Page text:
HRABOVE, Ukraine — It’s not the easiest of balancing acts, but for Alexander Hug and others involved in securing the crash site of Malaysia Airlines Flight 17, it’s the only way forward.
On one side is the Ukrainian military, steaming ahead in its offensive to crush the armed separatist uprising in eastern Ukraine.
On the other are the rebels, fighting feverishly to maintain their diminishing hold on the region.
And in the middle are about 70 Dutch and Australian investigators, many of whom are unfamiliar with this corner of the world but tasked with crossing the front lines and first and foremost recovering the remains of around 80 bodies still believed scattered across the vast site.
The key to the investigation, says Hug, deputy chief Ukraine monitor for the Organization for Security and Cooperation in Europe (OSCE), is the “working relationship” his team of monitors has cultivated with both rebels and Ukrainian forces.
“Direct contact is important,” he said near the crash site on Saturday. “It builds that relationship which is needed to get access as safe as we have here today.”
For the second day in a row, a large team of police investigators and forensic experts returned to the crash site amid the war-torn steppe and sunflower fields of eastern Ukraine, raising hopes that thorough investigation is finally underway.
But the fighting that continues to rage across the region — even in the immediate area — means those hopes are exceedingly fragile and depend largely on the spread of the clashes that day.
Saturday was an ideal case in point: while investigators busily scoured at least one large area of the crash site, a smaller team pulled back from another location that’d ended up less than two miles away from shelling, Hug told reporters.
As is often the case in this conflict, it is difficult — if not impossible — to ascertain exactly who is shelling whom.
The area around the crash site, which covers around 13 square miles, is technically within rebel-held territory. But it is only a short drive from a rapidly shifting front that is rarely well defined.
The road leading from government-controlled territory to the north — where the experts are based — is eerily deserted and perhaps best defined as a floating no-man’s-land.
On Saturday, the area surrounding the main crash site was mostly quiet, except for several thuds of what appeared to be artillery fire in the distance.
But some locals said they’d been first-hand witnesses to heavy bombardment nearby.
Yelena, an elderly woman who sped through the crash site in Hrabove with her husband on a motorcycle, was escaping what she claimed was shelling around Petropavlivka, only several miles away and the same area from which the small team of experts had withdrawn earlier in the day.
“Our entire village is now fleeing,” she said, her clunky, hand-painted helmet fitted tightly around her head.
It’s a claim rebels — who accuse Ukrainian government forces of shelling civilian areas and seeking to hamper the investigation — were eager to confirm.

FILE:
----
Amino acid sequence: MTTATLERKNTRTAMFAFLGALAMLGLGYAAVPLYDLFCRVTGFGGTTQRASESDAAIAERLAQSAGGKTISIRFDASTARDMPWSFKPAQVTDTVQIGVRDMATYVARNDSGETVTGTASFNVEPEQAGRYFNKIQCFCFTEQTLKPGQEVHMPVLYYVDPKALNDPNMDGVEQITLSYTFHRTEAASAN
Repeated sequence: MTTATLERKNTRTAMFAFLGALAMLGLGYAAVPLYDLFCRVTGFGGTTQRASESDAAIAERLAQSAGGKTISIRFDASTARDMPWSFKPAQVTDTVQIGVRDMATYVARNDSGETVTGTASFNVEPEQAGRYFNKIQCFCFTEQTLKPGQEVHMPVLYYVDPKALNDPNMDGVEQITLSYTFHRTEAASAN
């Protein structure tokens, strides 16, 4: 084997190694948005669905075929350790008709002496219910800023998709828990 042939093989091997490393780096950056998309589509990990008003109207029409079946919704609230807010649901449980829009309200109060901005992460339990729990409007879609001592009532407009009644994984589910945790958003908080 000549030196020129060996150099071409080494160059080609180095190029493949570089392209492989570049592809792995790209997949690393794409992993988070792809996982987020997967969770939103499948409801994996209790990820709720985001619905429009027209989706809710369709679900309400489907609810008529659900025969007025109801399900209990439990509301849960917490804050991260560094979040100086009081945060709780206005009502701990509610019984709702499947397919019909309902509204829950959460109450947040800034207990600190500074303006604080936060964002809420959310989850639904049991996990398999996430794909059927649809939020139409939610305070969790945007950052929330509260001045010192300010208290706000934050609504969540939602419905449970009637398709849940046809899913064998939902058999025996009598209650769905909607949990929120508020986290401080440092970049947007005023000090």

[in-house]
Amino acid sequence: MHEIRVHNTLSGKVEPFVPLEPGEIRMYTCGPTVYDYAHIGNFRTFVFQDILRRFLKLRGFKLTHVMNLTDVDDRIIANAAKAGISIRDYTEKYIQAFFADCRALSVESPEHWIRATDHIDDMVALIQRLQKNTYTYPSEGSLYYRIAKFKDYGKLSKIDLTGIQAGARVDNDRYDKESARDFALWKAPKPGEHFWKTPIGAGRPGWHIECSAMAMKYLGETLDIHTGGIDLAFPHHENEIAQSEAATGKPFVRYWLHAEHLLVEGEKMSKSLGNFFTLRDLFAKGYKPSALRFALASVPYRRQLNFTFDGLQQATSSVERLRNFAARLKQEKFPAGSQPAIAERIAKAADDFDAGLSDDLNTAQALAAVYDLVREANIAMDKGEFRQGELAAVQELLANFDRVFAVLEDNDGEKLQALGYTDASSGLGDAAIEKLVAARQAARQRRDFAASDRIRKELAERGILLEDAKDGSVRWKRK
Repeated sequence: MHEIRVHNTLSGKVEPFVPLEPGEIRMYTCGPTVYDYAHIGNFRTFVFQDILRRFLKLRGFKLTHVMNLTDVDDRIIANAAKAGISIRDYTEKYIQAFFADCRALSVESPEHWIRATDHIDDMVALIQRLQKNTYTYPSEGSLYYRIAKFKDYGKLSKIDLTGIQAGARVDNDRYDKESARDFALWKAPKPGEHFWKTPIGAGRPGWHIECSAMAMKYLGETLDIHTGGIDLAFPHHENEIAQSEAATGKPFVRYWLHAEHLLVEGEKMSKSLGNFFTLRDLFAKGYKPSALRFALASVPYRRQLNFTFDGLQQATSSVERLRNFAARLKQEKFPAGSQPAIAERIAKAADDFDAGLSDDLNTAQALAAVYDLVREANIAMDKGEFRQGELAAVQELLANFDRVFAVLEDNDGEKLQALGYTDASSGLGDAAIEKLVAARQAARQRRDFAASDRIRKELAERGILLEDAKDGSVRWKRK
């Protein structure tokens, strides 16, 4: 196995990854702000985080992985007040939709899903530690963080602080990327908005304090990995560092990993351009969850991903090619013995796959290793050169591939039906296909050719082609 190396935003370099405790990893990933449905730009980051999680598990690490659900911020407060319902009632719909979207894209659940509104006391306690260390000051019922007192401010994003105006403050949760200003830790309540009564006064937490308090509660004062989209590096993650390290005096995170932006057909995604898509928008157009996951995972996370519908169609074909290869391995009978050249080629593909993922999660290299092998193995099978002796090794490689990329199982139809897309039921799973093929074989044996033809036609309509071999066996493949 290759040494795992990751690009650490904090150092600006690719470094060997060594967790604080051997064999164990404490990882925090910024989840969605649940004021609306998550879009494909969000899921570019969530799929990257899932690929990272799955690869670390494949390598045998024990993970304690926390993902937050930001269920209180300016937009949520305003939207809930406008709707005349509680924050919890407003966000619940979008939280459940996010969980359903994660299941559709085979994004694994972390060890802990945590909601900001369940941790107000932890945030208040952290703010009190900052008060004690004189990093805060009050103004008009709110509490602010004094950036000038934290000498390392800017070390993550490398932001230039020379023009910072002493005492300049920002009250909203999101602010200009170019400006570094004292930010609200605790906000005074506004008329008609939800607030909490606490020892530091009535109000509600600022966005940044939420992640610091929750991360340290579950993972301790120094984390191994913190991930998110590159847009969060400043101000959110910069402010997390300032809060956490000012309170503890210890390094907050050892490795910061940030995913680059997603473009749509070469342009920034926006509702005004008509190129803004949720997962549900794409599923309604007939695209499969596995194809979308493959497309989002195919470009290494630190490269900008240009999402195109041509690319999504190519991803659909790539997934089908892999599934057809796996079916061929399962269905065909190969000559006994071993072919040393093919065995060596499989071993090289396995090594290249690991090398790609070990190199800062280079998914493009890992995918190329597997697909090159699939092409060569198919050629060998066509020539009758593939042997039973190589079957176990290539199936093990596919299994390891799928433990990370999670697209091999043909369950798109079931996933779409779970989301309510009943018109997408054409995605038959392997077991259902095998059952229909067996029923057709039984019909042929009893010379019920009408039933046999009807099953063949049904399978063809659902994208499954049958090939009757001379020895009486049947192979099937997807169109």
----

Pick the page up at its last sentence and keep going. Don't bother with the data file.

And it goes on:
An armed insurgent posted to the perimeter of the crash site, not far from where the experts were working, said Ukrainian forces regularly pounded nearby settlements where separatists held no positions.
The rebel, who goes by the nom-de-guerre “Baldie,” accused the military of deliberate timing.
“As soon as the OSCE leaves, the fighting starts up again,” he said.
Senior Ukrainian officials have regularly denied targeting civilian areas, and have publicly extended support for a thorough investigation (as have the rebels).
Whatever the case, Hug and his monitors — who are responsible for negotiating access to the site and clearing the way for the international experts to visit — say they’ve been able to maintain steady contact with both sides, something that facilitates easier access to the crash site.
But he concedes that because the situation “can change any time,” long-term planning is virtually impossible.
“We have to reassess it on a daily basis,” said Hug. “On an hourly basis, that is.”
Meanwhile, the debris from MH17 — twisted metal, torn fabric, and charred plastic —remains scattered across wheat fields and rolling farmland.
In one area, the stench of burnt fuel and human decay wafted through the air where parts of the plane’s decimated engines lay strewn about. Aluminum had melted into the ground and frayed wiring protruded jarringly from other parts of the downed plane.
Meanwhile, the rumble from artillery occasionally sounded off in the distance, while plumes of smoke drifted up near the horizon.
It’s something Cornelis Kuijs, who heads the Dutch recovery mission, isn’t quite used to.
In the past, the police colonel — who serves in the Royal Marechaussee, a Dutch Gendarmerie force — has been dispatched to participate in victim identification efforts following deadly tsunamis and terror bombings.
But it’s the first time, he says, that his force has been faced with staging a humanitarian police mission in an active war zone, “which makes us have to be very flexible, swift, creative.”
“These kinds of horrific dramas are luckily not everyday business for us,” he said outside the team’s headquarters, a dusty, Soviet-era compound in government-controlled territory, around 40 miles north of the crash site.
But he exudes confidence when speaking about the daunting and gruesome task his investigators face in coming days and, most likely, weeks as they’ll sift meticulously through wreckage and human remains.
“People at home expect us to bring their beloved home,” he said. “And that’s our main and only objective.”